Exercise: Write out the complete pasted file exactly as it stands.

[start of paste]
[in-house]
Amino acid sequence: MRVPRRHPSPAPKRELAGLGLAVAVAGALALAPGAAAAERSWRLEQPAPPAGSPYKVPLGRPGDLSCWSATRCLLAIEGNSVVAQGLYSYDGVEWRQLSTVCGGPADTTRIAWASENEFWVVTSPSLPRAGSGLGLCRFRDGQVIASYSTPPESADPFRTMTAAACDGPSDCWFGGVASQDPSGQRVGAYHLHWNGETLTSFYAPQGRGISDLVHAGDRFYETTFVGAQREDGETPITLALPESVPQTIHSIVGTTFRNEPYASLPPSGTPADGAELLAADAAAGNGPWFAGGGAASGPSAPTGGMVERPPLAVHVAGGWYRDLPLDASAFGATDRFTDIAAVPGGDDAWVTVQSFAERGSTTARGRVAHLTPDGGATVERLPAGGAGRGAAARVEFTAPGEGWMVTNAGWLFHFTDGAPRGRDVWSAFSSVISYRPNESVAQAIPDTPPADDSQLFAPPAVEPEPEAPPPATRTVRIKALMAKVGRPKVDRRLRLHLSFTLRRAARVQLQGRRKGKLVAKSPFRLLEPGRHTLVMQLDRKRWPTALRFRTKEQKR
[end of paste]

[in-house]
Amino acid sequence: MRVPRRHPSPAPKRELAGLGLAVAVAGALALAPGAAAAERSWRLEQPAPPAGSPYKVPLGRPGDLSCWSATRCLLAIEGNSVVAQGLYSYDGVEWRQLSTVCGGPADTTRIAWASENEFWVVTSPSLPRAGSGLGLCRFRDGQVIASYSTPPESADPFRTMTAAACDGPSDCWFGGVASQDPSGQRVGAYHLHWNGETLTSFYAPQGRGISDLVHAGDRFYETTFVGAQREDGETPITLALPESVPQTIHSIVGTTFRNEPYASLPPSGTPADGAELLAADAAAGNGPWFAGGGAASGPSAPTGGMVERPPLAVHVAGGWYRDLPLDASAFGATDRFTDIAAVPGGDDAWVTVQSFAERGSTTARGRVAHLTPDGGATVERLPAGGAGRGAAARVEFTAPGEGWMVTNAGWLFHFTDGAPRGRDVWSAFSSVISYRPNESVAQAIPDTPPADDSQLFAPPAVEPEPEAPPPATRTVRIKALMAKVGRPKVDRRLRLHLSFTLRRAARVQLQGRRKGKLVAKSPFRLLEPGRHTLVMQLDRKRWPTALRFRTKEQKR